It is helpful to recall that in each of these cases the individuals were completely helpless and hopeless, and that others were totally incapable of helping them either. The storm on the lake terrified experienced sailors. The demoniac could not be subdued by anyone (5:3,4). The hemorrhaging woman had been seeing doctors for twelve years with only a worsening condition. The young girl was no longer ailing, but dead. In the most hopeless cases that men could present to Jesus, there was healing, deliverance, and salvation.
Not only does Mark demonstrate the power of our Lord Jesus, but he also reveals His person. What we see in these passages is not just that God is a God of infinite power, but that He is a God of infinite compassion and tenderness. He is deeply touched by human needs. He is sensitive to our sufferings and trials in life. He cares not only for the raising up and putting down of kingdoms, but also for the missed meal at a time of illness.
What do these three folks have in common? At first glance, not much. The demoniac has spent his life living out among the tombs, gashing himself with stones. That is quite a contrast to Jairus. He was part of the establishment. He was a synagogue official; he was respected; he had a good education and good theology. That is very different from the woman with the discharge. She was considered ritually unclean, ignored by people on the margins of society. She was desperately poor with shaky theology, at best. What is it that these folks have in common?
Here is what it is that they have in common: They are driven by a desperate need in their lives. The desperate need brings them to a point of complete dependence on God.
Both these stories were connected with the number twelve, is there any significance to that? Greeks see numbers primarily as a quantity. But Hebrews see numbers primarily as quality or symbol. Twelve is the number of Israel- it is the number of God's people.
The daughter had lived from conception for twelve years and was now dying. The woman had had a blood flow for twelve years, and she was cut off from the Temple and the people by uncleanness. Both were in their own way representative of Israel - dead in sin and unclean before God.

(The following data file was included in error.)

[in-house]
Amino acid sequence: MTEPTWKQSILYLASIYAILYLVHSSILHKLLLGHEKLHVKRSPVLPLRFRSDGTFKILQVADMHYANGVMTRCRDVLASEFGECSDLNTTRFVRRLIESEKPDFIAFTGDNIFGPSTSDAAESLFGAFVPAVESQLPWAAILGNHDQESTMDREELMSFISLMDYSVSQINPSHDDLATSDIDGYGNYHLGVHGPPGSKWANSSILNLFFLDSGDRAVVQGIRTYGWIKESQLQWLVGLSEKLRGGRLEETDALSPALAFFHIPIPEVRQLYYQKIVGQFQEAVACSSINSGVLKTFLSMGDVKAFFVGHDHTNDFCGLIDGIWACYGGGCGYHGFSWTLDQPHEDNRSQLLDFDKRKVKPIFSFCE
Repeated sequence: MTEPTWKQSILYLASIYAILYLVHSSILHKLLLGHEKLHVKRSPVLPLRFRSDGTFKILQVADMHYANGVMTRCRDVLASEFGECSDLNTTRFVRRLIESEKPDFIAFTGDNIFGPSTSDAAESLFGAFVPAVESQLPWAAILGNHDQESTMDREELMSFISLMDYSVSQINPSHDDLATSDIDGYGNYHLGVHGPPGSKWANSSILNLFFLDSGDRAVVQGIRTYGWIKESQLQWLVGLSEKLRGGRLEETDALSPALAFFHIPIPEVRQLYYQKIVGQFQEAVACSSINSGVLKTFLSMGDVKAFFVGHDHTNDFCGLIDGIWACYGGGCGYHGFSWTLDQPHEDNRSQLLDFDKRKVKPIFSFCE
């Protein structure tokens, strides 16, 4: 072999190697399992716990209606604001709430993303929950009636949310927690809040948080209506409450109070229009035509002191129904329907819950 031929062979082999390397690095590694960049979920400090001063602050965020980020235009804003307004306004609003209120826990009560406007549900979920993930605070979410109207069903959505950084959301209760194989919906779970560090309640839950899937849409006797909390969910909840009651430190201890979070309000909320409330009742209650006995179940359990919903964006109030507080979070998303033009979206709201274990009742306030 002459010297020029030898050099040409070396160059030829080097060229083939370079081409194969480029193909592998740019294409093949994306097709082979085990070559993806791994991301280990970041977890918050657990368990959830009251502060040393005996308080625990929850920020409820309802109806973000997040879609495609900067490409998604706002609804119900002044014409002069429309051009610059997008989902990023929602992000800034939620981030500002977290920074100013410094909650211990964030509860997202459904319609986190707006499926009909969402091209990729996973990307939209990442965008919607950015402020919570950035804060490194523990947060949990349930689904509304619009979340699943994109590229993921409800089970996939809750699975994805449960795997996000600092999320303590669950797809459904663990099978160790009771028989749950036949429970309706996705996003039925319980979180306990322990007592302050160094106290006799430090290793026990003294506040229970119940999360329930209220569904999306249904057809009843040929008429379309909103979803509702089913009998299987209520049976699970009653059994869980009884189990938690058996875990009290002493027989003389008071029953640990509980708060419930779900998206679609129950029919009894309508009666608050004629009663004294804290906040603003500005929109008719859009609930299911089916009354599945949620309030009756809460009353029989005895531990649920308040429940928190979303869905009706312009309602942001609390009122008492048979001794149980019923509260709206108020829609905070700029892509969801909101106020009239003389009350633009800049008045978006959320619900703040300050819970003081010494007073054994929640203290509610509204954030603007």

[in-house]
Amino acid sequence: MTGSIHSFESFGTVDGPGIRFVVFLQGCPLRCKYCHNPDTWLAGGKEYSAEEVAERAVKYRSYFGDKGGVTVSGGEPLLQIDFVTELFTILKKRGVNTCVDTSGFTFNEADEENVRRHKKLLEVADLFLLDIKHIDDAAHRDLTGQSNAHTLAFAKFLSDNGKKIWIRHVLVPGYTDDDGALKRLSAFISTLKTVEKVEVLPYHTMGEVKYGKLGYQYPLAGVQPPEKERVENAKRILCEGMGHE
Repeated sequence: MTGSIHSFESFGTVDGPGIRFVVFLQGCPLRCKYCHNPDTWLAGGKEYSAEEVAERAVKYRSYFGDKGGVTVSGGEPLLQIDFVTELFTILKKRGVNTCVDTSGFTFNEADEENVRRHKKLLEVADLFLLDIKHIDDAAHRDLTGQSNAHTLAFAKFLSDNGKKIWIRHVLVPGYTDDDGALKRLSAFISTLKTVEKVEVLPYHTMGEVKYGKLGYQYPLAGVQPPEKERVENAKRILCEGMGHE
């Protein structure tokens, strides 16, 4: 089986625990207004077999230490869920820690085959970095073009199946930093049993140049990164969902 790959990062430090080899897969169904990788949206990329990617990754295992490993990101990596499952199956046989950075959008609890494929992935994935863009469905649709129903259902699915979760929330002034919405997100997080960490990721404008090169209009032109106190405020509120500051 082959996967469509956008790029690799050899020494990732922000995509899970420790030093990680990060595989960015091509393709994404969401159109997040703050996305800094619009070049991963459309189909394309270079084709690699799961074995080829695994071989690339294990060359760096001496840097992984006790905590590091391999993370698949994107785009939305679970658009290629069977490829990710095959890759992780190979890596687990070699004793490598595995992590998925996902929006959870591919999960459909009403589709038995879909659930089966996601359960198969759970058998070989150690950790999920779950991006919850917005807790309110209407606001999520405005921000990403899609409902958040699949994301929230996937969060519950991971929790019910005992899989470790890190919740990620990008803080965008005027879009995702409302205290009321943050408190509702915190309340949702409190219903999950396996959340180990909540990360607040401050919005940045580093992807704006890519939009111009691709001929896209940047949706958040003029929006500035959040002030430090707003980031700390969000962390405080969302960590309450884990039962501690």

I think we can confirm the lesson lying behind our passage if we to go to Ezekiel 16. There Jerusalem was likened to a baby, cast out at birth, covered in the blood flow of its mother, whom God had commanded "in her blood" to live (verse 6). He then betrothed her to Himself, but she remained naked (it is not a natural picture). And when she came to an age for love (i.e. about twelve years of age), He wiped the blood from her (verse 9). So either the idea is that for twelve years she had been covered in vaginal blood, or that she was once again covered in blood because of her menstruation, seen as connecting back to her first condition. And now she was His to be restored to full glory. It would seem that this is the lesson behind both the child whom God will make to live, and the woman with a flow of blood for twelve years that will be made clean. The two together reveal that Jesus (the Bridegroom) has come to make clean and give life to His people so as to betroth them to Himself.
So in desperation, this Jewish official submerged his pride as a synagogue elder and sought the help of Jesus. He had enough faith in what Jesus was able to do to seek Him out. Had he not done so, his daughter would have died and gone to her grave. The lesson seems clear. If the Synagogue would humbly submit to Jesus, then life would be made available to its offspring:
Matthew 23:37-38 (NASB) "O Jerusalem, Jerusalem, who kills the prophets and stones those who are sent to her! How often I wanted to gather your children together, the way a hen gathers her chicks under her wings, and you were unwilling. 38 "Behold, your house is being left to you desolate!